I am a self-confessed reality TV addict. If it’s on Bravo, I watch it. Give me Real Housewives of anywhere.
I’ve also been a long-time fan of the show Sister Wives. I’ve been fascinated by this family since the showed premiered. They seem like a real down to earth family, who happen to have one husband and four wives.
I was recently catching up on the most current season which surprisingly triggered my grief.
During this season, the oldest daughter gets married. I was watching the show with my husband, while each of us held one of our twin daughters (it was their witching hour).
We had reached the part in the wedding reception where it was time for the Father/Daughter dance. During the dance, my husband said, “I will be bawling doing that if our girls get married.”
Immediately, tears sprang to my eyes.
I looked at him and said “I will be bawling because I will never get a Mother/Son dance with Asher” as the tears started to flow freely. He looked at me with sadness and said: “I know.”
This quote perfectly sums it up.
“I don’t think most people truly understand how much is lost when a baby dies. You don’t just lose a baby, you also lose the 1 and 2 and 10 and 16 year old she would have become. You lose Christmas mornings, loose teeth, and first days of school. You just LOSE IT ALL.”
– Stephanie Paige Cole
Watching the show was just another reminder of a milestone moment in life that I will never get to have with my son.
I won’t ever get to see him crawl or take his first steps.
I lost the chance to see him go to kindergarten or graduate high school.
I won’t have the Mother/son dance at his wedding.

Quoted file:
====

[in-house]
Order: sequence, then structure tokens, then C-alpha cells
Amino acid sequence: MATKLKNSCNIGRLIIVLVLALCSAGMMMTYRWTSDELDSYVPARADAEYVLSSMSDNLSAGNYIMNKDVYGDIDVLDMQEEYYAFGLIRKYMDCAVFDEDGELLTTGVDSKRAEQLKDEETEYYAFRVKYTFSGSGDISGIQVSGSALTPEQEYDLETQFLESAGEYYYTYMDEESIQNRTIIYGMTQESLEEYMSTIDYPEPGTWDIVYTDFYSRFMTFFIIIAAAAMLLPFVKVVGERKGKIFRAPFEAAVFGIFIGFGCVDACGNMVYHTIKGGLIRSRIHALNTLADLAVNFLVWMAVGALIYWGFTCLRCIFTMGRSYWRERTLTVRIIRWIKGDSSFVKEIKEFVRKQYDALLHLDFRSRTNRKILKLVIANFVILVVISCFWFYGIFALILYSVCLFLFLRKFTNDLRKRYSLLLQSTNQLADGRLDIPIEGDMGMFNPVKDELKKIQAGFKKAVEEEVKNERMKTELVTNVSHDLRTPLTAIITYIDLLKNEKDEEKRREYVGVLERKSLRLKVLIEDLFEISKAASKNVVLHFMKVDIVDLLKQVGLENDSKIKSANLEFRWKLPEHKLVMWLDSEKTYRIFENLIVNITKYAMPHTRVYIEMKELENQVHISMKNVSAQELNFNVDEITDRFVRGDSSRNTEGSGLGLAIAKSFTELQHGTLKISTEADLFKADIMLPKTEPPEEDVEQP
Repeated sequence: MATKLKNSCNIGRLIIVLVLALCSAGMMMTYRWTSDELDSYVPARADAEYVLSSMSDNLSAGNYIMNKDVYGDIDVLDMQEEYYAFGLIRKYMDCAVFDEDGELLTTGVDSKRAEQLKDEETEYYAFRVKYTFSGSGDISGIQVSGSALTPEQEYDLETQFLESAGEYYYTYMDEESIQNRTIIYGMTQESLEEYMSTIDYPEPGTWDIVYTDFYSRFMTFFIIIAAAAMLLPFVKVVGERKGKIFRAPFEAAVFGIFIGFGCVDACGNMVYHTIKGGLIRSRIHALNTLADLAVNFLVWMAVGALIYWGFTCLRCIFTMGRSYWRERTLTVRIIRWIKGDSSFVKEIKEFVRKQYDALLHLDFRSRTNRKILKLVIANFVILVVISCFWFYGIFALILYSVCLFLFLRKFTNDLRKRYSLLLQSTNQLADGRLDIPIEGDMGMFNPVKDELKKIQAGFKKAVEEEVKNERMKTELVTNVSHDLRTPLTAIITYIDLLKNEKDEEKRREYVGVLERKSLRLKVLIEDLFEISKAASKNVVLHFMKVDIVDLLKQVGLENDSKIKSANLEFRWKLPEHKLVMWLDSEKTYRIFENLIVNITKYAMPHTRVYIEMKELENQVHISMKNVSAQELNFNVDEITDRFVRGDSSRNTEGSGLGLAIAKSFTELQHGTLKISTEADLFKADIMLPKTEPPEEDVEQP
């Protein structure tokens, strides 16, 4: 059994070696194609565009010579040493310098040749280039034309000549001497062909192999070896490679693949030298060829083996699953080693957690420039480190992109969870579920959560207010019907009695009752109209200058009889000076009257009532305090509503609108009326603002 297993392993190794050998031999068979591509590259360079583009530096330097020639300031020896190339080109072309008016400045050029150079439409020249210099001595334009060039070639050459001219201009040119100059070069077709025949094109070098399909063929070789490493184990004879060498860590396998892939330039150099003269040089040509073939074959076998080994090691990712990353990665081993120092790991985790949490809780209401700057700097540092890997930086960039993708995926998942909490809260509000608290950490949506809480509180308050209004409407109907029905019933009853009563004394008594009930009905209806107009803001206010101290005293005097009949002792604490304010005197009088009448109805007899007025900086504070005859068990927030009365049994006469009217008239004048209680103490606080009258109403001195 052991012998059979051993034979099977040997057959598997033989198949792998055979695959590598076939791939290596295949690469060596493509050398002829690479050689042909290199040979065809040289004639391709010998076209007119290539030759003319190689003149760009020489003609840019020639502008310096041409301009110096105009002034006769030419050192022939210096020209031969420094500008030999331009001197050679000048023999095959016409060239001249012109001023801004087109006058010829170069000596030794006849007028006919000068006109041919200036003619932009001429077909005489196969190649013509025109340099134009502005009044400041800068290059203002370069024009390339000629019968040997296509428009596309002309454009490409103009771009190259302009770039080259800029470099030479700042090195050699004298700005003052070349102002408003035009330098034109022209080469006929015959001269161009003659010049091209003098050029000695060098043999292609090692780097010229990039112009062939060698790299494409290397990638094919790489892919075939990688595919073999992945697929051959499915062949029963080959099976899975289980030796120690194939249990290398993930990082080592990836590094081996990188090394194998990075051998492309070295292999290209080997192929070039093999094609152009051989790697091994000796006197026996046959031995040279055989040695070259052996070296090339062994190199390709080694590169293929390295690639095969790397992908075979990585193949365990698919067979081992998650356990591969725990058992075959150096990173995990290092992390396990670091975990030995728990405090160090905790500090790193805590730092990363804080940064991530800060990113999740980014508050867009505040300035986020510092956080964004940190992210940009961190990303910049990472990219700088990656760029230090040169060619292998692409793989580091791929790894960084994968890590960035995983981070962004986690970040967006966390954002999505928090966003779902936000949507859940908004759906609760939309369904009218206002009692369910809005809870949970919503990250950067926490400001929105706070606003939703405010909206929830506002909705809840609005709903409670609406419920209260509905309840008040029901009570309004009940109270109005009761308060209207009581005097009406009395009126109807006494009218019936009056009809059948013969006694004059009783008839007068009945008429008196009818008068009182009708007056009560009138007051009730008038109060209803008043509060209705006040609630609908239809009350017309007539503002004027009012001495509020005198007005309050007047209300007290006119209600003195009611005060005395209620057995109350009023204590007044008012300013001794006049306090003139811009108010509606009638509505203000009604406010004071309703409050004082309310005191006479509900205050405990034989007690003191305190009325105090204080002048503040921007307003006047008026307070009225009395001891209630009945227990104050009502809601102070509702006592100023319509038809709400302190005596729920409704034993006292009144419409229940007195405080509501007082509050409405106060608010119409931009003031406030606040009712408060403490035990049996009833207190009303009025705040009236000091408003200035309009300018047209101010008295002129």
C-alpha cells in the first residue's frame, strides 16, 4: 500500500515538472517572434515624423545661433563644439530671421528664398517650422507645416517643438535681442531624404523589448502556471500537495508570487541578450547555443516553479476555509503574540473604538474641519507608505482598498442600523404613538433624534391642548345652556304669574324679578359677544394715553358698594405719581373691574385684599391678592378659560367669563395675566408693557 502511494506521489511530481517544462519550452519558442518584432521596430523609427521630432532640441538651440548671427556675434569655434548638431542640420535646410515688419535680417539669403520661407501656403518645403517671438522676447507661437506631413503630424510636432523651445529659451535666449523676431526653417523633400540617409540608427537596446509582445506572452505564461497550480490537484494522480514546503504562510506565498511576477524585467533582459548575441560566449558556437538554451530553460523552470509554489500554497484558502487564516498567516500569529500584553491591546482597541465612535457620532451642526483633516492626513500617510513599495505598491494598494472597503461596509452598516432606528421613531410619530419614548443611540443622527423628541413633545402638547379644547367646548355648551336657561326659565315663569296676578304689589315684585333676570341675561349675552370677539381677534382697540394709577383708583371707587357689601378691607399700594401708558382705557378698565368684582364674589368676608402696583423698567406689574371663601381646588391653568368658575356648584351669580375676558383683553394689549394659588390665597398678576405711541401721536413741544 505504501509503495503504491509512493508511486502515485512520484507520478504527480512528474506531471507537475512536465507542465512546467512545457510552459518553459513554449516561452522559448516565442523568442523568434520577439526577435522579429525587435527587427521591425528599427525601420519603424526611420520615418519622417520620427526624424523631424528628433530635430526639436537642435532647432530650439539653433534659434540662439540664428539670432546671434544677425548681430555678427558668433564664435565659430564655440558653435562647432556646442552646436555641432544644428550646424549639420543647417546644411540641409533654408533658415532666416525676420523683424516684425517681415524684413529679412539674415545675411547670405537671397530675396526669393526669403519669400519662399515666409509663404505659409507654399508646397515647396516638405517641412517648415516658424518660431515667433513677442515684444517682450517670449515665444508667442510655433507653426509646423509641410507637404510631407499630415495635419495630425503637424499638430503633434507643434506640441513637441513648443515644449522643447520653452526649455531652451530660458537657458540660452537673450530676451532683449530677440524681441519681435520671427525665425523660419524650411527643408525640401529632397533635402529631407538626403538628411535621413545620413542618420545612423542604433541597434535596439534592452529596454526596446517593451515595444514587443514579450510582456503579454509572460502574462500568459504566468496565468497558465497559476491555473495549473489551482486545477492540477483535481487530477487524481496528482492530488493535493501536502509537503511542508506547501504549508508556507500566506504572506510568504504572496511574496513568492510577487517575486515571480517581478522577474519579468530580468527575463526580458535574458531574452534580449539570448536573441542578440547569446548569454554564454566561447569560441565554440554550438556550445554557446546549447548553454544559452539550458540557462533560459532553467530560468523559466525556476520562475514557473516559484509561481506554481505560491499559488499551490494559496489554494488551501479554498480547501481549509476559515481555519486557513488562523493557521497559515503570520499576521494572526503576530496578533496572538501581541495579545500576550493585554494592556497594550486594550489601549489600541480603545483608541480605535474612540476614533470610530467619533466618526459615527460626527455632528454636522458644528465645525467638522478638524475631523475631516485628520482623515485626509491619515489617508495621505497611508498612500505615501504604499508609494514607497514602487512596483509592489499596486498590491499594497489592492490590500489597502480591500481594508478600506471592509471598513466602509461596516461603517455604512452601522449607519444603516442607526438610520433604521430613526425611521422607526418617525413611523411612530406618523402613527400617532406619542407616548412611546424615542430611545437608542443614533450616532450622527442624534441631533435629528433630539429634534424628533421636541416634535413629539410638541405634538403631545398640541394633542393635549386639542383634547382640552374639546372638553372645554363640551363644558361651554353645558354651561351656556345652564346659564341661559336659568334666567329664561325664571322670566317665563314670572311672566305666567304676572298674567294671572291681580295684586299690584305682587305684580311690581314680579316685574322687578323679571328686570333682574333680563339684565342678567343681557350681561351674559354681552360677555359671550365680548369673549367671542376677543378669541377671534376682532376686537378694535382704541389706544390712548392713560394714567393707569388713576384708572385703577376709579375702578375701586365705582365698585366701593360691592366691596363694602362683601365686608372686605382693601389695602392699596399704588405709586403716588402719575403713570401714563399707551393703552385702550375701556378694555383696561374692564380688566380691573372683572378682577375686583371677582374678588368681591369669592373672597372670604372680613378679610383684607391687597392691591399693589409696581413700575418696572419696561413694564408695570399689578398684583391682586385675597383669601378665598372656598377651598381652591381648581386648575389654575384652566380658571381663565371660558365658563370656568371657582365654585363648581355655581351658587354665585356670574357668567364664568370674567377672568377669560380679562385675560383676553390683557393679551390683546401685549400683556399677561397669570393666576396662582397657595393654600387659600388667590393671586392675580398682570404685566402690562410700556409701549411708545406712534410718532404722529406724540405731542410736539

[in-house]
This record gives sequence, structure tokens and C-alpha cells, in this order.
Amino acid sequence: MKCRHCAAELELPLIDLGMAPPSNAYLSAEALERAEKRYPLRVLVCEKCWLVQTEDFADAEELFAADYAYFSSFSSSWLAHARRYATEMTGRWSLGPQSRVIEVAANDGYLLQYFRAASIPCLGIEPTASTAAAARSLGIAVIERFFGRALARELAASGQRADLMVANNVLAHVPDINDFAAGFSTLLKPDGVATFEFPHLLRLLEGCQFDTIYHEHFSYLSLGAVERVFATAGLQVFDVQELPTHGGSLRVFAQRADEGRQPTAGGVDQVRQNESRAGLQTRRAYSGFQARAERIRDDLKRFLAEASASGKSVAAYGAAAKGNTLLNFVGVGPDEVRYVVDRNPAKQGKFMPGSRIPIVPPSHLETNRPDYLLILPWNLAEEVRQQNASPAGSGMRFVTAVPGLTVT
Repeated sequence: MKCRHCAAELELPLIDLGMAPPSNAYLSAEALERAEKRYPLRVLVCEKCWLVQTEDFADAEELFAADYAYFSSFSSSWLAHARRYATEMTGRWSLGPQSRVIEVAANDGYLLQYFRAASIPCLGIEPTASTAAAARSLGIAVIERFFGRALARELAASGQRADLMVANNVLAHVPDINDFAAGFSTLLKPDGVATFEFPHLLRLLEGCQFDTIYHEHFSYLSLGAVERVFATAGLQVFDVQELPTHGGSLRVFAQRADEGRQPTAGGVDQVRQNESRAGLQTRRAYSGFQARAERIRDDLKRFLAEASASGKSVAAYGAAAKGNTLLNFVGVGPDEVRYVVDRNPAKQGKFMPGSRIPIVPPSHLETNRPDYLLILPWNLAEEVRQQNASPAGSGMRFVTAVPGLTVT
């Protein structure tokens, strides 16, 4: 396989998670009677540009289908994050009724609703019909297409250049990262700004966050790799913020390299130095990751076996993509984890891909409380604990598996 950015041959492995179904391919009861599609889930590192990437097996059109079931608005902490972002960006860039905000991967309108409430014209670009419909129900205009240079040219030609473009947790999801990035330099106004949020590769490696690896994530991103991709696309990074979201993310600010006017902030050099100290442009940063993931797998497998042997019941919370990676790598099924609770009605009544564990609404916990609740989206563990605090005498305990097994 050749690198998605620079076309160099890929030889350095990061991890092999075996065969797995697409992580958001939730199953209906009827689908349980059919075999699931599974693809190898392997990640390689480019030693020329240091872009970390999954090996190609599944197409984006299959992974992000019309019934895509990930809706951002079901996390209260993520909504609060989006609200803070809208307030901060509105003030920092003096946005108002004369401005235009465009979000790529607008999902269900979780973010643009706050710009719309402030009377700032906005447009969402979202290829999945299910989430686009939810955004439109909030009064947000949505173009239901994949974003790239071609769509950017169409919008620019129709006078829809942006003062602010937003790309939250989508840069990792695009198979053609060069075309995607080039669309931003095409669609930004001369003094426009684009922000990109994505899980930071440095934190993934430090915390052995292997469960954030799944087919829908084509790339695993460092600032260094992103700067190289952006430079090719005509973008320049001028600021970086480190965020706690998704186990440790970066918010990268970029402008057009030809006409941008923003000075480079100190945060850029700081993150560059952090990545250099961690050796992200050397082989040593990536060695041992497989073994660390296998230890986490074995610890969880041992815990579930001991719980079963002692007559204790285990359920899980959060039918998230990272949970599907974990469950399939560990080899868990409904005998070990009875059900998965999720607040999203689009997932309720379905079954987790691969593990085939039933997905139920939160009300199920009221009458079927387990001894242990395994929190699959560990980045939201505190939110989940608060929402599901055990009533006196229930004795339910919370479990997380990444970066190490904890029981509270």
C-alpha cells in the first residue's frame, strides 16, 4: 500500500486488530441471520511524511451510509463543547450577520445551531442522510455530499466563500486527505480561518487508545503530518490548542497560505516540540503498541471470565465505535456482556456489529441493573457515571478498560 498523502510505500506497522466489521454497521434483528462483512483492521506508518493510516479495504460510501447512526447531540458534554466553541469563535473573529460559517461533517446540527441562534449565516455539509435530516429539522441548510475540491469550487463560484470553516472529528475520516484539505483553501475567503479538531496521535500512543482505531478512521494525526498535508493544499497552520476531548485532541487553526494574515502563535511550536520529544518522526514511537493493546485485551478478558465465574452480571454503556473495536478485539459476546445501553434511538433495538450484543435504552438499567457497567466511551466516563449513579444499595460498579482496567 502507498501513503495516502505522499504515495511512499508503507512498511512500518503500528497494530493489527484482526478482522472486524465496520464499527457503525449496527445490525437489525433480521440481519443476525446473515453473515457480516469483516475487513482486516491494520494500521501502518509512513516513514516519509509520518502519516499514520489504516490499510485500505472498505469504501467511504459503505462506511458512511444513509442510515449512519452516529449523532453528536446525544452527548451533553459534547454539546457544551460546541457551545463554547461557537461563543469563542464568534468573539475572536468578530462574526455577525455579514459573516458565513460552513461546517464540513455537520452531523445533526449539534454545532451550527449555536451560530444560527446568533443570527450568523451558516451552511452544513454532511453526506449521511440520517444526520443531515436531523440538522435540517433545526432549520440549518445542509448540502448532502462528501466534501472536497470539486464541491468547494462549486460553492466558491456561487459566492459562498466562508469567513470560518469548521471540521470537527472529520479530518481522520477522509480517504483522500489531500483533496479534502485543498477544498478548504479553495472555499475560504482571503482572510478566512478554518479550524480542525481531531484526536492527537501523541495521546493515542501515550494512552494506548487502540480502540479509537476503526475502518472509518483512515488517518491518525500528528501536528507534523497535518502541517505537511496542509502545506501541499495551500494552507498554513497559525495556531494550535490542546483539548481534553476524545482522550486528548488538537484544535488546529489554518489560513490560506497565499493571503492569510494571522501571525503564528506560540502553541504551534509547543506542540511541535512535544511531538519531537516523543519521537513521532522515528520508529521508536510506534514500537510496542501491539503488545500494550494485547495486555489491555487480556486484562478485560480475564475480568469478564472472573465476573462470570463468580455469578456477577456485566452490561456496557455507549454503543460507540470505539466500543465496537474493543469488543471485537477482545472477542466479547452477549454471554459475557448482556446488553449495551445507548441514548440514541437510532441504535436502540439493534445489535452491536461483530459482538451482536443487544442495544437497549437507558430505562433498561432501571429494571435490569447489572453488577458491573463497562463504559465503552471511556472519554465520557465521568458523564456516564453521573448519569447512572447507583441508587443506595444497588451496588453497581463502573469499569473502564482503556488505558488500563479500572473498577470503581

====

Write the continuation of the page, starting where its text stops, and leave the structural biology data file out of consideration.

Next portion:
I lost all those moments when his heart stopped beating under mine.
I didn’t just lose a pregnancy.
I lost a child, lost the moments, lost the life I had envisioned with him in it.
Some days that fact is easier to handle emotionally than others.
Then there are the days where it doesn’t take much to trigger the tears of grief. A simple reality show wedding can do the trick.
Asher’s absence is felt every day, in every important moment of our lives, and every moment of his life that we will never experience.
Amy Lied is a wife and a mother to her son, Asher, who was inexplicably born still on February 19th, 2017 and twin daughters. Before losing Asher, she suffered a miscarriage and struggled with unexplained infertility. She has documented her journey from the beginning of her infertility struggles on her blog, Doggie Bags Not Diaper Bags. She is also a co-founder of The Lucky Anchor Project , an online resource for loss families that houses an Etsy store whose profits are donated to loss family non-profit organizations. She hopes to help others by sharing her journey as she continues to navigate the bumpy road that is life after loss.